This week, in our continuing series of posts about creating and using listening programs, I would like to talk about helping hearing aid wearers hear better in “fun” places, such as bowling alleys.
Many years ago, when remote controls first came onto the market, I had a patient who wanted to hear when she went bowling. “I love going to my bowling alley,” she told me. “I feel at home, and all my friends are there. Every time I go into the bowling alley I get hugged and kissed.”
So, instead of giving her one remote control, I programmed two remote controls with a total of 10 different programs. I designated one as her “normal” program, and the other nine programs were called “bowling alley #1, #2, #3…” I then sent her to the local bowling lanes to do some research.
She loved her assignment. She took notes. She switched between programs. She talked to all her friends and told them what was going on. In the end, we found a program that worked well. She was very happy.
CUSTOM FITTING FOR PATIENTS’ NEEDS
Since then I have used this customized approach with several other hearing aid patients who had unusual hearing needs. One was a man who played the accordion; another was a lady who had barking dogs. I also used this strategy to help a gentleman who had two friends that he often socialized with together: One of the friends talked very softly, the other very loudly.
Patients generally realize that they won’t be able to hear well in every environment. As a result, they may simply accept that they will be unable to hear well in some favorite place of theirs–a nightclub, perhaps, or a crowded restaurant or a noisy classroom. However, neither they nor their audiologist knows for sure whether or not a hearing aid will work in a particular situation unless they try carefully modifying it for that purpose.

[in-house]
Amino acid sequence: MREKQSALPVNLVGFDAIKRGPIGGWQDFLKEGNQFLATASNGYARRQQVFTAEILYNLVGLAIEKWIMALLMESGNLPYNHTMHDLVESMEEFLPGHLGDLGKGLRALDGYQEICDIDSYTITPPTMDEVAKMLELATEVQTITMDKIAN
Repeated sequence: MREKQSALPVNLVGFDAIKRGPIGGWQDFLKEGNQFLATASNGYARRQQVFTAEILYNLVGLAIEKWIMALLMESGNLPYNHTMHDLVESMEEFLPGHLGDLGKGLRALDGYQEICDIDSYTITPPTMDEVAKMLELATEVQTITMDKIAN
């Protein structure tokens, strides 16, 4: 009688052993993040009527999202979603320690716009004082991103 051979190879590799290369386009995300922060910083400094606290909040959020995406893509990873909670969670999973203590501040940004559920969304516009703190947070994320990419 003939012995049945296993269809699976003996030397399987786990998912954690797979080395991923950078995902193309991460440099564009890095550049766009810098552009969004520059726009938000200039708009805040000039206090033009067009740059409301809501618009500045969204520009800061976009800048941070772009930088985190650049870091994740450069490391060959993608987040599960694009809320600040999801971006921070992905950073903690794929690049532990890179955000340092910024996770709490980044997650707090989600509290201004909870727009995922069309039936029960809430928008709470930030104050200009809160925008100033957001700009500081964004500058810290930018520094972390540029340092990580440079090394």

Think of all the “fun” places and activities in which a person might need some extra help in hearing:
- Playing Bingo
- Singing in church
- Listening to a tour guide on vacation
- Playing cards
- At a birthday party or 50th-anniversary celebration
When you set up an experimental program for one such situation, you give the patient a good excuse to have some fun. They engage their friends in the effort. They take notes. They enjoy the process of working to improve how they hear in, for example, a bingo game.
Some of my most gratifying professional success stories have involved helping people hear well in noisy social or recreational activities that they enjoy.
I suggest that you develop your own “experimental approach” to help patients who want to hear in challenging situations. When you do this, make sure the patient understands the process and the number of office visits it will entail. Also, be sure to make clear to the patient what your charges for this task will be. Unless you are careful, you will get stuck paying for earmolds, remote controls, and other items that cannot be returned after an unsuccessful trial.
FITTING FOR A PARTICULAR VOICE
You may want to create another sort of individualized program to help patients communicate with a particular person. Many hearing aid wearers find that there is one person—a grandchild, their church’s minister, a friend or family member who is weakened by poor health—whose voice they just can’t understand when they are using their normal program.
The multi-listening program capacity of new hearing aids enables us to design an experimental program for an individual patient. Let’s assume you have a patient who is frustrated that she can’t talk with her 4-year-old granddaughter, Suzy.
Working with the patient, you can design a program—call it Suzy—that she will use only when she is trying to hear and understand her granddaughter.
If you try this approach and you find ways to make this experiment fun to do, the end result is often a success and a happier patient.
*Bowling image courtesy of www.stockfreeimages.com